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Kraft 0.40 Beta 1 for KDE 4 available

February 27th, 2010 by

The Kraft team is happy to announce the first beta version of Kraft version 0.40. This is the first version of Kraft based on the KDE 4 platform. It is the result of a very long porting effort but has now reached a state where we can, after a short beta cycle, release a stable version of Kraft for KDE 4. It will be nearly feature equal to version 0.32 for KDE 3.

One of the new features of Kraft 0.40 makes the setup of Kraft easier. The file based sqlite database was added in addition to the mysql backend, so for evaluation no database server setup work is required any more. Furthermore a setup wizard that guides new users through the setup process aims to make it easier for new and unexperienced users.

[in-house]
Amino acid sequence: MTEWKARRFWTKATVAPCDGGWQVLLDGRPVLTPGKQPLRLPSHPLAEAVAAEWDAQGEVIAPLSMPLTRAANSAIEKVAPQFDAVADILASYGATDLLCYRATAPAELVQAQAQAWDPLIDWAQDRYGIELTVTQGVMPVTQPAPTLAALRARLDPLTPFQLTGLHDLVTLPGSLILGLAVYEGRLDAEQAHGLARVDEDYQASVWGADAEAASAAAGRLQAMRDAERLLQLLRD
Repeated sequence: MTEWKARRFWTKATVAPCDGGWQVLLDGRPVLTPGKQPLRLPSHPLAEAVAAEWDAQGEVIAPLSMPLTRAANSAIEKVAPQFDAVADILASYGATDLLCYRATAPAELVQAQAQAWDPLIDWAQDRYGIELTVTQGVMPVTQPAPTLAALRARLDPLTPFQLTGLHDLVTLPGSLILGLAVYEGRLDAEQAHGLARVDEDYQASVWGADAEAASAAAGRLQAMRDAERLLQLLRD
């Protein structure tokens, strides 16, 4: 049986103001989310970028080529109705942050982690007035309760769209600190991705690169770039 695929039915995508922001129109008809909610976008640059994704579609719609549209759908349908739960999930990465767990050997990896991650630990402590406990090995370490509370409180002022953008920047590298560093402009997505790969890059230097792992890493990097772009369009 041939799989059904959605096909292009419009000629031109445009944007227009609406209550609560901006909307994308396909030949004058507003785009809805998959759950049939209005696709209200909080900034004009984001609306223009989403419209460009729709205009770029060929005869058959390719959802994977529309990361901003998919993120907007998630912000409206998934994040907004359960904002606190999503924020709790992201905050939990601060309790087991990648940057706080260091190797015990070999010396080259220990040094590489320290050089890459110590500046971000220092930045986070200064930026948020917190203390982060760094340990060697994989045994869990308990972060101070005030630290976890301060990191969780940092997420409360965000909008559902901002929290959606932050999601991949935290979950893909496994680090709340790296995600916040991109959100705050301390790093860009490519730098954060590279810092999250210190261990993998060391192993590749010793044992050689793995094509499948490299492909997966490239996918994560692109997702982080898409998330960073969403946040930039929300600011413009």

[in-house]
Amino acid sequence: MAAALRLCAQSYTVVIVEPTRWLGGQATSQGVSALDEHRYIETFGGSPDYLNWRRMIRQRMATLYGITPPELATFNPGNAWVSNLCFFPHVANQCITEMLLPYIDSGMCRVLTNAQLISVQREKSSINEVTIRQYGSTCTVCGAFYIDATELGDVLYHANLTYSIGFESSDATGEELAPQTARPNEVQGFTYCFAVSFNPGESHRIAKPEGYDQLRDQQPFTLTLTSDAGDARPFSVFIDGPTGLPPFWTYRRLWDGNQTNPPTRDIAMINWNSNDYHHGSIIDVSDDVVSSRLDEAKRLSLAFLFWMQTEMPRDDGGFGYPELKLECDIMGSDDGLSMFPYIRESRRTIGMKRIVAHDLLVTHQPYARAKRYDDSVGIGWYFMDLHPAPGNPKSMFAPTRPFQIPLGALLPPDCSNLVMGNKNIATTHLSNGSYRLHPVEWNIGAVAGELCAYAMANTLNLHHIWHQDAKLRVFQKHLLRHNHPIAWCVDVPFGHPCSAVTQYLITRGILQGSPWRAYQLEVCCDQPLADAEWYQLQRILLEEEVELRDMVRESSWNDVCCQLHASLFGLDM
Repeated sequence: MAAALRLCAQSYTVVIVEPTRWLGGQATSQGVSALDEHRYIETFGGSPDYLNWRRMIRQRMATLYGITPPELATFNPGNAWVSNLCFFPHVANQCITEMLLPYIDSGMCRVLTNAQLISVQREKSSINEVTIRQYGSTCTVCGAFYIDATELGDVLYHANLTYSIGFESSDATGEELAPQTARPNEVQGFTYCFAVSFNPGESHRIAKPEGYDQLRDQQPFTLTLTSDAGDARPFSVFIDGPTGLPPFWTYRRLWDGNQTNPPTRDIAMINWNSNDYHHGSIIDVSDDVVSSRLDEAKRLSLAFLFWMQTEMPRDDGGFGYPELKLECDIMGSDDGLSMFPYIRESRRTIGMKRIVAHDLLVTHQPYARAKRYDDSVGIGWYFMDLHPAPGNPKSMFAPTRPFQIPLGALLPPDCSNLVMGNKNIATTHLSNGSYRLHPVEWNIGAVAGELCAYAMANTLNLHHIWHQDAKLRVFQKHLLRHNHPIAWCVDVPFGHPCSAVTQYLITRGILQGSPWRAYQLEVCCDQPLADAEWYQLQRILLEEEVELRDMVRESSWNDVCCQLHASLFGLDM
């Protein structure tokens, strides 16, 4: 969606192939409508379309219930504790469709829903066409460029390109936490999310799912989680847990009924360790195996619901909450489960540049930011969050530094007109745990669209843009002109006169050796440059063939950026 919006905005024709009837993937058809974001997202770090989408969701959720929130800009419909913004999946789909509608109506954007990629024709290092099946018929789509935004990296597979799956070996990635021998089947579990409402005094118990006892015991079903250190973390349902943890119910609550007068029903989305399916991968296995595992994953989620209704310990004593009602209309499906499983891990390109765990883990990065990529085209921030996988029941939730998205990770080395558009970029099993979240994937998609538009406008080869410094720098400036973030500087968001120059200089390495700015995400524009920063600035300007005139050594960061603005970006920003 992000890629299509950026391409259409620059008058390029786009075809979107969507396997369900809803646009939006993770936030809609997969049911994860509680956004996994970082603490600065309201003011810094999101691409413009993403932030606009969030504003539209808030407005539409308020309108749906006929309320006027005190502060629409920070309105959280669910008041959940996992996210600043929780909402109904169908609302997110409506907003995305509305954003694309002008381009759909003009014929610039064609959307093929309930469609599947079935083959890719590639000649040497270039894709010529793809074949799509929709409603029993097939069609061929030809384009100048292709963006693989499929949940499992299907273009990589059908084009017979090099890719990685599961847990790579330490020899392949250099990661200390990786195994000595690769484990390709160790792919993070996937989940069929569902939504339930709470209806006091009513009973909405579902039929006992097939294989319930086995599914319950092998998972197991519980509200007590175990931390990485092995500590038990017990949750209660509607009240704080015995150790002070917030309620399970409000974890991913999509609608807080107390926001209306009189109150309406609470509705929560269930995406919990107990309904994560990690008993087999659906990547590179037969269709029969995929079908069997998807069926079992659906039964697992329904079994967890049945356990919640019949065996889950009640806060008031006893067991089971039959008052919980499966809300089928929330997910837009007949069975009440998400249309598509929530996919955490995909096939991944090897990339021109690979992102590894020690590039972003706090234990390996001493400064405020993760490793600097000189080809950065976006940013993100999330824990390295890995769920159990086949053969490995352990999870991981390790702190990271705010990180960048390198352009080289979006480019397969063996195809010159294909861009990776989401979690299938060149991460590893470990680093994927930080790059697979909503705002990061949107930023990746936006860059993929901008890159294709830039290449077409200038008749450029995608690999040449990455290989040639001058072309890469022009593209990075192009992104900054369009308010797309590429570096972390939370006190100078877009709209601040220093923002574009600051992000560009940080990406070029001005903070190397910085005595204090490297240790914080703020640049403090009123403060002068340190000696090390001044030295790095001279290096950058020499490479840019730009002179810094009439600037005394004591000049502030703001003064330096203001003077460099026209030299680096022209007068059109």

Please help us by testing the beta version and report bugs back to the Kraft user mailinglist. The sources can be downloaded from the Sourceforge project page. Binary packages for openSUSE 11.1, openSUSE 11.2 and (K)Ubuntu 9.10 are available from the Kraft Beta repository from the openSUSE Buildservice, see here how to add and use it.

openSUSE 11.2 is out

November 12th, 2009 by

The openSUSE Project is pleased to announce the release of openSUSE 11.2. After a couple of month good work towards the 11.2 we’re enjoying a very nice distribution which I already like very much. It is running on most of my machines for a few weeks now. I have already seen some SUSE Linux distros going gold over the time I spent with SUSE and my personal gut feeling tells me this is one of the more remarkable versions.

As usual it comes with tons of new up to date software and also the installation runs smoothly, please read the announcement for all the details, but what for me the most remarkable with 11.2 is that it is a real community openSUSE distro.